Parks Associates reports that approximately two-thirds of U.S. broadband households are unfamiliar with smart home products or services. Further, few consumers know what smart home devices and services are, who sells them, or where to buy them. New research, IoT for Smart Home Devices and Controllers, published by Parks Associates with the Consumer Electronics Association (CEA)®, analyzes the results of a Q2 2014 survey of 10,000 U.S. broadband households. The results include recommendations for the connected home industry, analysis of consumer demand for smart home products, and strategies to raise awareness of smart home devices and their sales channels. “Today, smart home service providers control almost every aspect of their offerings while consumers make only one choice - the service provider,” said Tricia Parks, CEO and Founder, Parks Associates. “Deploying open solutions that give consumers a degree of control over their ecosystem represents a major competitive element and an opportunity to increase revenue and business opportunities for software, hardware, and service players. However, consumers have to know where to find these devices, so these companies also need better promotion of their sales channels.”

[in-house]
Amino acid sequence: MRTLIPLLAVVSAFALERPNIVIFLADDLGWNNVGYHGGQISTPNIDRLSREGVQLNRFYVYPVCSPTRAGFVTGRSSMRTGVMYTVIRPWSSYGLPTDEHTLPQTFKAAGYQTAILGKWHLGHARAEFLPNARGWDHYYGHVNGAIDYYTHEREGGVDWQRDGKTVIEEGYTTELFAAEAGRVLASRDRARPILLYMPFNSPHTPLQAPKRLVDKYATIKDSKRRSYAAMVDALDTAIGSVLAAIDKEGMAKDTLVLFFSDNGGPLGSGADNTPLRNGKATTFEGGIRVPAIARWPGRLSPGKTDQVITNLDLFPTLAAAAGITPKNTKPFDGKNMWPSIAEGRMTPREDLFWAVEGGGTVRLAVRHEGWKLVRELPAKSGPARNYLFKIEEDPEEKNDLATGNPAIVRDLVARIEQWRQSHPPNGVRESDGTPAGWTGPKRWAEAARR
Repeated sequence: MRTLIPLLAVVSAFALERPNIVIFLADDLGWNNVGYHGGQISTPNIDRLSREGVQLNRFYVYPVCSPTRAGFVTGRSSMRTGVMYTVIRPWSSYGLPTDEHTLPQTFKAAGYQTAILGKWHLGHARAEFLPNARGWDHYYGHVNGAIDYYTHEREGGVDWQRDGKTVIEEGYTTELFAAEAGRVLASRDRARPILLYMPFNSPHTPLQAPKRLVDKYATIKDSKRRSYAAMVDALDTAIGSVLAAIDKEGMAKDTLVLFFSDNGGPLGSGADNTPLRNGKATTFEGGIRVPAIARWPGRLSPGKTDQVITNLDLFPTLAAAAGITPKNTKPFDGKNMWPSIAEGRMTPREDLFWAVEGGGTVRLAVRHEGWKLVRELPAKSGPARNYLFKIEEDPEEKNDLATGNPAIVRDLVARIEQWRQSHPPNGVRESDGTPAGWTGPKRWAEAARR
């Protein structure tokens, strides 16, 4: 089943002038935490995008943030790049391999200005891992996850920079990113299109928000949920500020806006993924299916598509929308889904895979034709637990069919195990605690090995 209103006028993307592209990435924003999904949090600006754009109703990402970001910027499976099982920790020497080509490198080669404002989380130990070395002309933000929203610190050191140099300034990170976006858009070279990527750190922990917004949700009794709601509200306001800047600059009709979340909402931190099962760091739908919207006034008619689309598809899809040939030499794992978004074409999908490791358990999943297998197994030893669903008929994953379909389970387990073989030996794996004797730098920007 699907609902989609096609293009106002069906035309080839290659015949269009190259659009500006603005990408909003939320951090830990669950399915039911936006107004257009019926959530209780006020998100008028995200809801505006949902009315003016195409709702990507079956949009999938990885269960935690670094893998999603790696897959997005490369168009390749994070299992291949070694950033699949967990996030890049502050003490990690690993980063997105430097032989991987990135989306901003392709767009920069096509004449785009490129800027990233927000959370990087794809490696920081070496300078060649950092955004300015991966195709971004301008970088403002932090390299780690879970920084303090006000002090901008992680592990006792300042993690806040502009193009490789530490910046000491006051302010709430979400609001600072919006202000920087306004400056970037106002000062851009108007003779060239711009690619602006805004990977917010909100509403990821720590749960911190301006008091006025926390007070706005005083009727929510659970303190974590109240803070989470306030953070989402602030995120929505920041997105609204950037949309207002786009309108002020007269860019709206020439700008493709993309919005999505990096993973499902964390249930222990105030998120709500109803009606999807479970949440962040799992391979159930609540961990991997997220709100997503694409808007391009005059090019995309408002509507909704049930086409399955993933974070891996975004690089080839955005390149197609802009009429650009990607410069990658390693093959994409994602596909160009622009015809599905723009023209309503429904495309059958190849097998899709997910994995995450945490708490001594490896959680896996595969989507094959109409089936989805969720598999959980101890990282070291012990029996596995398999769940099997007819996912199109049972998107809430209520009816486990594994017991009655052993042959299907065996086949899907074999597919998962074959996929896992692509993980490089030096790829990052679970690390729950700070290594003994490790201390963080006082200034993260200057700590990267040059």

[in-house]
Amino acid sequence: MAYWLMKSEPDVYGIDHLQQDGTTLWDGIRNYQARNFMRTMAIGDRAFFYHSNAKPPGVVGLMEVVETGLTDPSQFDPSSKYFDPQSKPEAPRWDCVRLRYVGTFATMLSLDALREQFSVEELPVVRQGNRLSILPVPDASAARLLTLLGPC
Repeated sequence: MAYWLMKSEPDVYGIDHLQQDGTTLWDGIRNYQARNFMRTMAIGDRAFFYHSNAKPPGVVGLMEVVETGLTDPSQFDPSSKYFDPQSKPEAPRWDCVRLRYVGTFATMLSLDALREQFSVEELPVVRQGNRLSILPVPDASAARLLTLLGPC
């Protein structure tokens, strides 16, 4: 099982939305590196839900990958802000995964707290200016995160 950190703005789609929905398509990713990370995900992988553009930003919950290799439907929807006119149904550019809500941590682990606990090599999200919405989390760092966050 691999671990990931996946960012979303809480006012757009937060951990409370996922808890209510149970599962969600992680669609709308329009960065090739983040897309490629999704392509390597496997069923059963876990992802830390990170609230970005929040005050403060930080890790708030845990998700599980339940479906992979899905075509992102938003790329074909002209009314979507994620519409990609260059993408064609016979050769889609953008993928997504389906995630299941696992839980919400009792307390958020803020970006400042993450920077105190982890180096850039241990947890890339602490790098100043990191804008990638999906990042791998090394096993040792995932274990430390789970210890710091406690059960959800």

Sharp's new High Resolution Audio Player could spell the death of the A/V receiver

When most people think of Sharp, they likely think about really big TVs. However, in an effort to help you clean up your home theater, the company has been working on something even bigger than their TVs, and it’s finally ready for its coming-out party. Today, Sharp unveiled its new media player, which uses dual wireless technologies to transmit both high resolution audio and video without cables. Sharp calls it the Sharp High Resolution Audio Player, but the name doesn’t do the device justice — it’s way more than just a high-res audio player.   Sharp has been developing its futuristic new player, the model SD-WH100U, for years. In fact, we caught a glimpse of what this technology could do in early 2013 at CES, and the prototype version of today’s device thoroughly impressed, able to send crystal clear audio and video to a surround sound speaker system and TV that was virtually indistinguishable from a traditional wired setup.   Using the wide open spaces of the 5.2-5.8 GHz frequency band, the player is able to transmit high resolution audio at up to 24bit/96kHz from FLAC, WAV, and even DSD files over the up-and-coming WiSA (Wireless Speakers and Audio) standard. It also plays SACDs and Blu-rays, and thanks to an adapter that speaks the Wireless HD protocol, WiHD, it also sends top-notch 1080p HD video to any TV.